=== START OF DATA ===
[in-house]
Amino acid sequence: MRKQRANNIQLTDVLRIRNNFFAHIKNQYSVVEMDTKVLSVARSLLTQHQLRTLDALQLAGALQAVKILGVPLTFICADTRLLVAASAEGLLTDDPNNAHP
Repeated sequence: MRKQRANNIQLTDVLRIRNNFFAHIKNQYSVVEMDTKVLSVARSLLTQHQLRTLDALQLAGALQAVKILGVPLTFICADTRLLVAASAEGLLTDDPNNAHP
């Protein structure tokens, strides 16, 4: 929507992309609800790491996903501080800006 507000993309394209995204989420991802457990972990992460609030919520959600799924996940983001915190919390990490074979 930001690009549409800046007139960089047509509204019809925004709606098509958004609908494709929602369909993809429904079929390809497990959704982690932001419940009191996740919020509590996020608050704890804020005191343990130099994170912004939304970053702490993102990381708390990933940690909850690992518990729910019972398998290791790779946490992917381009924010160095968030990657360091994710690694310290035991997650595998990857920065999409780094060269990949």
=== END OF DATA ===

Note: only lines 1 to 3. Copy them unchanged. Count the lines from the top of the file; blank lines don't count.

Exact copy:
[in-house]
Amino acid sequence: MRKQRANNIQLTDVLRIRNNFFAHIKNQYSVVEMDTKVLSVARSLLTQHQLRTLDALQLAGALQAVKILGVPLTFICADTRLLVAASAEGLLTDDPNNAHP
Repeated sequence: MRKQRANNIQLTDVLRIRNNFFAHIKNQYSVVEMDTKVLSVARSLLTQHQLRTLDALQLAGALQAVKILGVPLTFICADTRLLVAASAEGLLTDDPNNAHP